12 The Decline/Transition of Mesopotamia In the 2 nd millennium BCE interaction with other regions increased, resulting in a cosmopolitan period Diplomatic & economic interaction benefited the elite of the societies involved – Peasants who were the majority of the people may have seen some improvements to their daily life By 1500 BCE was divided into 2 political and cultural zones – In the South, Babylonia held political dominance which was gained under Hammurabi 200 years earlier – In the North, Assyria imported ore and textiles appeared ready to expand its economic interests and conquer land Both regions increased their interaction with Egypt and the Hittites of Anatolia – for copper, silver and iron Around 1200 BCE many of the economic & political centers in the region declined as a result of conflict in Anatolia as well as the economic collapse of their intertwined economies For the next 300 years Mesopotamia experienced a period of isolation and poverty

13 The Neo-Assyrian Empire Assyrians rose again to establish what many historians consider the 1 st real empire - the Neo-Assyrian Empire (911-612 BCE) – The ‘empire’ came from conquering & governing diverse peoples inhabiting far-off lands – The Assyrian homeland in northern Mesopotamia was temperate which allowed for large harvests to feed the growing population – The farmers of the north were used to defending their land from invaders so they were particularly prepared to become foot soldiers for the empire

14 Assyrian Expansion & Collapse Military success was assured because of professional soldiers armed with iron weapons and aided by cavalry and the machinery & techniques for besieging towns Expansion followed trade routes and thus immediate economic rewards In the neighboring kingdoms which were conquered had a tribute system put in place Assyrians treated conquered peoples harshly Policies were designed to benefit the imperial center – Use of terror & forced deportations effectively kept the conquered people in line and discouraged rebellion – Regional officials who swore allegiance & obedience to the king oversaw payment of tribute, enforced laws, build infrastructure & supplied the army in their region The system was effective in maintaining order and funneling wealth to the king but it also brought prosperity to much of the region & by 612 BCE the empire eroded from the hatred of the conquered people and the dwindling loyal base population

15 Israel About 2000 BCE the Israelites were gathering into settle communities and transforming the nature of religion Though the Israelites were small in population and inhabited a small region poor in natural resources – the location was strategically at the crossroads of important trade routes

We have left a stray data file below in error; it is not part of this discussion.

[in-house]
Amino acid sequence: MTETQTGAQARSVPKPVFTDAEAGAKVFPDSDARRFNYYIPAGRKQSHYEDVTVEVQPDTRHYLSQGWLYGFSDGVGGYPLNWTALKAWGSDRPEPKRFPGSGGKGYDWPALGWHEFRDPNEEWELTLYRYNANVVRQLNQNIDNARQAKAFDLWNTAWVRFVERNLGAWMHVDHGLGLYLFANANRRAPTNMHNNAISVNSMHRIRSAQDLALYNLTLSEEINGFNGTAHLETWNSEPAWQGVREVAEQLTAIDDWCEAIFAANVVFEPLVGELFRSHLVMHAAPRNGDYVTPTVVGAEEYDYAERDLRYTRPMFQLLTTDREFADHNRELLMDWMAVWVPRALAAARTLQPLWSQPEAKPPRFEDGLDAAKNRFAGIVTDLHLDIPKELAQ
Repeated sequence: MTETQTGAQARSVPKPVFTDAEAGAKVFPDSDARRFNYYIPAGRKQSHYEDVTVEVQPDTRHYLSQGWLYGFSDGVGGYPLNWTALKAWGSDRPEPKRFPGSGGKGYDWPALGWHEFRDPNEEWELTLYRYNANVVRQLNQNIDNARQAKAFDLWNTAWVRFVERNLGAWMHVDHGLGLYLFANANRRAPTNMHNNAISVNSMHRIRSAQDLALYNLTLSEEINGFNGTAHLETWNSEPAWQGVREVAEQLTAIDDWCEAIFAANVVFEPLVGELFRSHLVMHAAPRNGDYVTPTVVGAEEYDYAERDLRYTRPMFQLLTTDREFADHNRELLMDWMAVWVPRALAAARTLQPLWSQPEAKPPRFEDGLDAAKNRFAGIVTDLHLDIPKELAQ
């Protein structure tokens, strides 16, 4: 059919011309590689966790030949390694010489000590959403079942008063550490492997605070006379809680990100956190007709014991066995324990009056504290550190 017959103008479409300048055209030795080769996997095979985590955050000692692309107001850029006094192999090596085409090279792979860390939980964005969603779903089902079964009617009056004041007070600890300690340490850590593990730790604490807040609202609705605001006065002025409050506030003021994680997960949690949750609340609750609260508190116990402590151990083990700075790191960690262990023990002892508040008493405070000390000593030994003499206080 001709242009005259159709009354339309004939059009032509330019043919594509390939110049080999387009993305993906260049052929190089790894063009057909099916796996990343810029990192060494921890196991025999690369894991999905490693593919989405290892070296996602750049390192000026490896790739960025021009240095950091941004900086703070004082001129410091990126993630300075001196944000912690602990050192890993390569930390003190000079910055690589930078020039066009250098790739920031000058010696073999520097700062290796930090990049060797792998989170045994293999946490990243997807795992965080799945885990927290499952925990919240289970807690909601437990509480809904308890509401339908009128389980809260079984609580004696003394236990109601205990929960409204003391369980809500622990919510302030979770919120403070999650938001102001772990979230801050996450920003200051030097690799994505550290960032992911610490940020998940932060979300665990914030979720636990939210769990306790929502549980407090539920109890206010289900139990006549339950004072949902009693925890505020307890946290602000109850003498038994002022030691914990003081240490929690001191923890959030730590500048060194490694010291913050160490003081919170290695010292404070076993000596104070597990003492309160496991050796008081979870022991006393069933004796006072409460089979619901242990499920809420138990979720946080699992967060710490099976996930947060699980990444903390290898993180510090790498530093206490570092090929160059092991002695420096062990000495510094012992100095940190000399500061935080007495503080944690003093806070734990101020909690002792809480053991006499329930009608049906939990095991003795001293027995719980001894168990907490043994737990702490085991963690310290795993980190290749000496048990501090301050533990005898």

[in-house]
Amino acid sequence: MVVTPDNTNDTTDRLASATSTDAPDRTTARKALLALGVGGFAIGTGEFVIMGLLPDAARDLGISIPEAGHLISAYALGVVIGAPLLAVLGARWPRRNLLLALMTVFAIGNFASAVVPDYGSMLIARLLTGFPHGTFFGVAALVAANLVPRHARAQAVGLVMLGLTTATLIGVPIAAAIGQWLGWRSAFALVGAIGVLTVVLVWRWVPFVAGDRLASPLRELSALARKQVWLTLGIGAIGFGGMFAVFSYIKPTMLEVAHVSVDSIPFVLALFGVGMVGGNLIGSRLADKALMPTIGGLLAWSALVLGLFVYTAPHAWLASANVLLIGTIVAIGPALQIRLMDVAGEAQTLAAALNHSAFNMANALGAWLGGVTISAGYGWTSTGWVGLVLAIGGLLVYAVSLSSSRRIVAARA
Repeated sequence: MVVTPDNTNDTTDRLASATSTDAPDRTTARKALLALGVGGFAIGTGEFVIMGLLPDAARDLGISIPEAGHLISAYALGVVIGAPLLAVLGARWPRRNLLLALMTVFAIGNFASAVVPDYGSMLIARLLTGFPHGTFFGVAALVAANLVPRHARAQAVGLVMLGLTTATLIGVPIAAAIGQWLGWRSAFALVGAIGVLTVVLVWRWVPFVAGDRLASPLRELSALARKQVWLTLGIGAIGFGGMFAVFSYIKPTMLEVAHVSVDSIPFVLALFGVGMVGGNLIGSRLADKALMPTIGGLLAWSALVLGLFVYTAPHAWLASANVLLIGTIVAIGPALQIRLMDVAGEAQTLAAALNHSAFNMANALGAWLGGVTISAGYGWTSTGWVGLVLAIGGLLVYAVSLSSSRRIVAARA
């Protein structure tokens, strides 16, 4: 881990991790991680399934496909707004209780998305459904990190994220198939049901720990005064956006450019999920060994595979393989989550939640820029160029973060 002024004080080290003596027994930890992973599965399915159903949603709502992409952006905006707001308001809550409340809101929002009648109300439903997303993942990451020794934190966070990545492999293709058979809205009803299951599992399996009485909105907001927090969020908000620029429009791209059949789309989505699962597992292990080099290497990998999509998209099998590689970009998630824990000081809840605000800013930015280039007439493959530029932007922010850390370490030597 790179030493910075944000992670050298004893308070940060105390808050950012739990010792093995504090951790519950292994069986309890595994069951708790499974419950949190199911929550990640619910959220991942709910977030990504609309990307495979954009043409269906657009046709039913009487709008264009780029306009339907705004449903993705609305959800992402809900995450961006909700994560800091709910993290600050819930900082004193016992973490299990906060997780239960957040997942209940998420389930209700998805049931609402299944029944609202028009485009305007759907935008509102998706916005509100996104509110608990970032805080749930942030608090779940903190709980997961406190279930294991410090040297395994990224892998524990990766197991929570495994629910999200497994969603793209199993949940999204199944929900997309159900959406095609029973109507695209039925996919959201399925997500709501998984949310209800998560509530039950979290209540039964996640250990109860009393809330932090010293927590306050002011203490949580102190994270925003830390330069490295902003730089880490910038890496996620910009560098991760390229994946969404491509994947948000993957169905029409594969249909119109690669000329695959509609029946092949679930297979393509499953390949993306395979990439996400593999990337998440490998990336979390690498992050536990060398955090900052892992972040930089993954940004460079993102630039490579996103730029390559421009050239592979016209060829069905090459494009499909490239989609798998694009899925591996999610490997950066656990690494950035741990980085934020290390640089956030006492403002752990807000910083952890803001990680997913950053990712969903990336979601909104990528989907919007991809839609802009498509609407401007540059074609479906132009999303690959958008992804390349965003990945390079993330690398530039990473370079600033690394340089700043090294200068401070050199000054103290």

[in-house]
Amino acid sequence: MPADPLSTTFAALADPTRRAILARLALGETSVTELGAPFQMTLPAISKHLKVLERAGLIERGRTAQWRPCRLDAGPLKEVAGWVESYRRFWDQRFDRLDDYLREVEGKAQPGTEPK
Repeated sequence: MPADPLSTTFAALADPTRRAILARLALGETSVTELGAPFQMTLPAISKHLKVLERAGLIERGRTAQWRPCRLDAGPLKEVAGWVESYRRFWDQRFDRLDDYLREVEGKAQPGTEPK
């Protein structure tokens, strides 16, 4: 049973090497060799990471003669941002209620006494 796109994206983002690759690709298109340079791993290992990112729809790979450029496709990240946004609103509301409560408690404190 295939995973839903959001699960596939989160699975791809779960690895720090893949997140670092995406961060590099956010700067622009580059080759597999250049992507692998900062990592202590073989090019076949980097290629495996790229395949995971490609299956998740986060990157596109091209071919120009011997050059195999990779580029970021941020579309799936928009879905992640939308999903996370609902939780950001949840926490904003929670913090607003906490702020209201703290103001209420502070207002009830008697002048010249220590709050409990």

16 Origins of Israelites Story of Israelites is documented in the Hebrew Bible Abraham, considered the father of the 3 monotheistic religions (Judaism, Christianity & Islam) – Believed that there is only one god – Yahweh – Covenant with the Israelites & Yahweh agreed to make them his chosen people who promised them the land of Israel. In exchange, the Israelites would worship only Yahweh, as specified by the 10 Commandments – These beliefs in many ways isolated Jews from others, but they also instilled a strong sense of community & identity

17 Political/Economic/Social The Israelites reached their political and economic peak in the 10 th Century BCE under King Solomon – Constructed the 1 st temple to solidify the position of the Israelites and their religion relative to other ins the Middle East – Legitimized Judaism – Heightened the importance of priests The city of Jerusalem expanded and society became more stratified with the economic growth – Gaps between the rich & poor emerged – Marriage took on an economic significance – Women who were respected for their vital role in the early history of Israel were now unable to own property and marriage rights favored men Women could not inherit property Women could not initiate divorce Most women worked in the home and in agriculture

18 Conquest & Diaspora The Neo-Assyrian Empire conquered the region around 721 BCE – Much of the kingdom was destroyed and its people deported to the east This destruction & deportation were repeated in 587 BCE when the Neo-Babylonian Empire attacked Jerusalem Despite these upheavals, Judaism survived the dispersal of Jews from their homeland, known as the Diaspora – The strength of Jewish rituals, rules and beliefs sustained the community and identity

19 The Persian Empire Followed the Neo-Assyrian Empire Homeland in what is modern-day Iran One group, the Medes, took the lead in challenging the Assyrian Empire just prior to its collapse Around 550 BCE the Persians, led by Cyrus, put together an empire of staggering size – stretching from Greece to India and from the Caucasus Mountains to North Africa

20 The Persian Empire (continued) To administer such a huge territory Darius I created an organizational structure: – Divided the empire into 20 provinces – Each province was controlled by a satrap or governor – The satraps were usually related to the royal family – They oversaw the region, collected taxes & sent tributes to the king Though roads were well maintained and patrolled, information travelled slowly so those that were farther from the capital enjoyed some autonomy Darius, also known as the lawgiver, allowed people within the empire to live by their own traditions and rules


22 Zoroastrianism Persian empire under Darius were followers and practitioners of Zoroastrianism – A monotheistic religion which may have influenced Judaism Belief in one supreme god Notions of Heaven & Hell (realm of Angra Mainyu) Reward & Punishment Concept of Messiah – Ahura Mazda

23 Hellenistic Age & Roman Empire Ongoing conflict with the Greeks in the 5 th & 4 th Centuries BCE – Persian Empire eventually succumbed to the armies of Alexander the Great in 330 BCE The Greek Empire then controlled virtually the same territory as the Persians had and, after the death of Alexander, the next 300 years the region experienced the influence of Greek culture known as the Hellenistic Age The Hellenistic Age ended with the rise of the Roman Empire Roman rule extended through Anatolia and centered on the Mediterranean and by 6 CE had reached present-day Israel and Palestine The Roman Empire sat at the end of the Silk Road, which brought goods from as far away as China

24 Judaism and Christianity under Rome Polytheistic and pagan nature of Roman religion did not blend well with the tenets of Judaism – In this environment emerged Jesus & Christianity – Judaism & Christianity came from the same source & are ultimately linked Difference is that Christians believe that Jesus is the Messiah & the incorporation of the New Testament – After Jesus’ crucifixion, Paul and other followers spread Christianity in spite of Roman opposition – Many early converts were women, slaves, or urban poor